Chateau Troplong Mondot (Futures Pre-Sale) 2017
The fragrance of a juicy and flavorsome freshly picked fruit. The color of a summer sky at sunset. The fiery energy of Argentinian tango. Mondot, a striking introduction to Troplong Mondot’s style.
Critical AcclaimAll Vintages
Barrel Sample: 95-98
Fresh cassis bud, blueberry and liquorice root showing ripeness was full but not overdone. This is a definite break with the older Troplong style (also Aymeric de Gironde's first vintage as director, arriving just in time for harvest). Two years on, and it is really is rather lovely. Austerity is clear, as is true in so many of these wines, showcasing that 2017 is not a vintage for hedonists. But, this is bedding down for the long-term, and you can already feel the flesh laying down over the bones of the wine. Frost barely affected the vineyard at Troplong, giving a yield of 45hl/ha (in itself a bigger yield than was usual here in the old days), with 95% used for the grand vin.
This wine is structured, with dense tannins as well as impressively ripe black fruit. Showing lifted acidity, succulent blackberry flavors and elegance, it has a good future and will be ready from 2025.
Deep garnet-purple colored, the 2017 Troplong Mondot is a little closed to begin, soon unfurling to reveal expanding notions of warm blackberries, wild blueberries and licorice plus hints of smoked meats, black olives, pencil shavings and truffles. Medium to full-bodied, the palate is packed mouth-coating black fruits, exploding into loads of earthy sparks with a soft, velvety texture from ripe, rounded tannins. It finishes with spectacular freshness and loads of layers.
The 2017 Château Troplong Mondot offers a much more fresh, focused, vibrant style. Deep ruby/purple-colored, with a perfumed bouquet of black raspberries, spring flowers, graphite, and that classic minerality of the estate, it's medium to full-bodied, beautifully balanced, has fine tannins, and a great finish. It's not going to match the 2016, but it’s certainly an elegant, pretty, graceful wine.
Very fresh in feel, with silky textured plum, cassis and cherry flavors infused with rooibos tea, mineral and floral notes. The long, refined finish lets the pure fruit sing, while the minerally edge adds detail. Merlot, Cabernet Sauvignon and Cabernet Franc. Best from 2021 through 2037.
Barrel Sample: 91-93
There’s some handy richness to the nose here and ripe, dense tannins anchor dark-fruit flavors on the finish. Second wine of Troplong Mondot. Drink in the next five years.
Premier Grand Cru Classe in Saint-Emilion, Chateau Troplong Mondot stands out with refinement, boasting a strong wine identity, a perfectly-controlled vineyard and an innate sense of welcoming. Located on the highet point of Saint-Emilion's famous limestone plateau, the 43-hectare estate held in one piece stands on some of the most enviable and unique terroirs of the Right Bank, with ideal geological conditions and exposure, The unique diversity of the soils is revealed through balanced wines combining strength and elegance, complexity and precision. Troplong Mondot's history has been enriched with charismatic and cultured figures who have led the estate towards excellence with a different vision. By trusting Aymeric de Gironde for the executive management, the company SCOR bring a fresh boost since 2017 while respecting the values and spirit of the estate.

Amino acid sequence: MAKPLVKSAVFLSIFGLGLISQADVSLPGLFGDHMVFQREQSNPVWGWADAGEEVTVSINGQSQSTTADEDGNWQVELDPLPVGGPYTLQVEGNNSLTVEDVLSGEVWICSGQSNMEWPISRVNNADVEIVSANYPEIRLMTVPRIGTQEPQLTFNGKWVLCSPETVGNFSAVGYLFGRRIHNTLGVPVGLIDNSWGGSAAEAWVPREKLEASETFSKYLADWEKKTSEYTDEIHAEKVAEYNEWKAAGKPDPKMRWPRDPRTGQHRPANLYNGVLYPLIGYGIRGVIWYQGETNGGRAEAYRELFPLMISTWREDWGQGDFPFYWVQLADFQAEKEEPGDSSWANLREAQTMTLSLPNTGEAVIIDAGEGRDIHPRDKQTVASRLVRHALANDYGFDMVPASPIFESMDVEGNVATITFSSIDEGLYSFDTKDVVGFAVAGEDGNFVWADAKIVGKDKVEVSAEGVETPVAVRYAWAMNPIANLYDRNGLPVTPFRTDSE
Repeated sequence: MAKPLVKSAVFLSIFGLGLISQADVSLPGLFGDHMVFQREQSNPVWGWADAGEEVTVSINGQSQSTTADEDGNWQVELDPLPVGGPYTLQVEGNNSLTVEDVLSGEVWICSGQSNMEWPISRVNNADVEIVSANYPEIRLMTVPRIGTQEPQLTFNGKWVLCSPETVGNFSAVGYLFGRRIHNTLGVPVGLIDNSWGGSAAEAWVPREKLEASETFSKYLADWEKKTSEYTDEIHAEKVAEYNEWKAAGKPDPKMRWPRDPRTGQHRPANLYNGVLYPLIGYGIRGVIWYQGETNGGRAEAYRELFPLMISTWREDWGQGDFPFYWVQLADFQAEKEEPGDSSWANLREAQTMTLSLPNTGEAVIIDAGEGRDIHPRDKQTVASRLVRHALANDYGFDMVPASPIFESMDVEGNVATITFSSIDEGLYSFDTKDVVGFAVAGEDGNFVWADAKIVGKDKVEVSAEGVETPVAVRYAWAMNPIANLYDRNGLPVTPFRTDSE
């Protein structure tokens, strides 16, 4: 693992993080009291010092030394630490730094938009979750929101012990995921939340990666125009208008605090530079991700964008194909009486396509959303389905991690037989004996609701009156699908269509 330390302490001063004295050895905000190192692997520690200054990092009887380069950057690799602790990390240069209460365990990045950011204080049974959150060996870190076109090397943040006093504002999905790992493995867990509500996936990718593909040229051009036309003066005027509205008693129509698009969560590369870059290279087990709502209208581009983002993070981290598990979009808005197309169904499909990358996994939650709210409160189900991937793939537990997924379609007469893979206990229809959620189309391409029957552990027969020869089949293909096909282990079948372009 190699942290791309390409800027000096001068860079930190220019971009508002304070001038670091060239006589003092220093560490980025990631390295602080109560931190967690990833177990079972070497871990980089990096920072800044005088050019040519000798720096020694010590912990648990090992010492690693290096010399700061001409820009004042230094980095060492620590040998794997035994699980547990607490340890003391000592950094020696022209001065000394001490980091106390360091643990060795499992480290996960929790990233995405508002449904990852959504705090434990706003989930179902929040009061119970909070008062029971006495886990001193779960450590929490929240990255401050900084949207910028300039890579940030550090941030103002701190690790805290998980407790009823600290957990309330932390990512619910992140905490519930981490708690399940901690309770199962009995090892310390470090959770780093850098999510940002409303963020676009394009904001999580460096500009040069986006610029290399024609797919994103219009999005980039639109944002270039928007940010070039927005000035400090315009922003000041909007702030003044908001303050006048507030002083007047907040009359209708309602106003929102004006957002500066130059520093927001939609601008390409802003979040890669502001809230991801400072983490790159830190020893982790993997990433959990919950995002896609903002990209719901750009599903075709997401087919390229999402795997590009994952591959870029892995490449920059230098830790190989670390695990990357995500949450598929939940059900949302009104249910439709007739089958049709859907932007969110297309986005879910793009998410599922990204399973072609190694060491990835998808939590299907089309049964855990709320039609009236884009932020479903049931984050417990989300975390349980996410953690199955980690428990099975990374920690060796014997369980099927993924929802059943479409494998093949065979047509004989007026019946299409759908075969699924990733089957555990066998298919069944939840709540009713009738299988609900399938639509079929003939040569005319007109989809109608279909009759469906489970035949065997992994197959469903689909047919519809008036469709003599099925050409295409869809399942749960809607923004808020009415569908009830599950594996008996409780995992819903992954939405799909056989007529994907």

Marked by its historic fortified village—perhaps the prettiest in all of Bordeaux, the St-Émilion appellation, along with its neighboring village of Pomerol, are leaders in quality on the Right Bank of Bordeaux. These Merlot-dominant red wines (complemented by various amounts of Cabernet Franc and/or Cabernet Sauvignon) remain some of the most admired and collected wines of the world.
St-Émilion has the longest history in wine production in Bordeaux—longer than the Left Bank—dating back to an 8th century monk named Saint Émilion who became a hermit in one of the many limestone caves scattered throughout the area.
Today St-Émilion is made up of hundreds of independent farmers dedicated to the same thing: growing Merlot and Cabernet Franc (and tiny amounts of Cabernet Sauvignon). While always roughly the same blend, the wines of St-Émilion vary considerably depending on the soil upon which they are grown—and the soils do vary considerably throughout the region.
The chateaux with the highest classification (Premier Grand Cru Classés) are on gravel-rich soils or steep, clay-limestone hillsides. There are only four given the highest rank, called Premier Grand Cru Classés A (Chateau Cheval Blanc, Ausone, Angélus, Pavie) and 14 are Premier Grand Cru Classés B. Much of the rest of the vineyards in the appellation are on flatter land where the soils are a mix of gravel, sand and alluvial matter.
Great wines from St-Émilion will be deep in color, and might have characteristics of blackberry liqueur, black raspberry, licorice, chocolate, grilled meat, earth or truffles. They will be bold, layered and lush.
One of the world’s most classic and popular styles of red wine, Bordeaux-inspired blends have spread from their homeland in France to nearly every corner of the New World. Typically based on either Cabernet Sauvignon or Merlot and supported by Cabernet Franc, Malbec and Petit Verdot, the best of these are densely hued, fragrant, full of fruit and boast a structure that begs for cellar time. Somm Secret—Blends from Bordeaux are generally earthier compared to those from the New World, which tend to be fruit-dominant.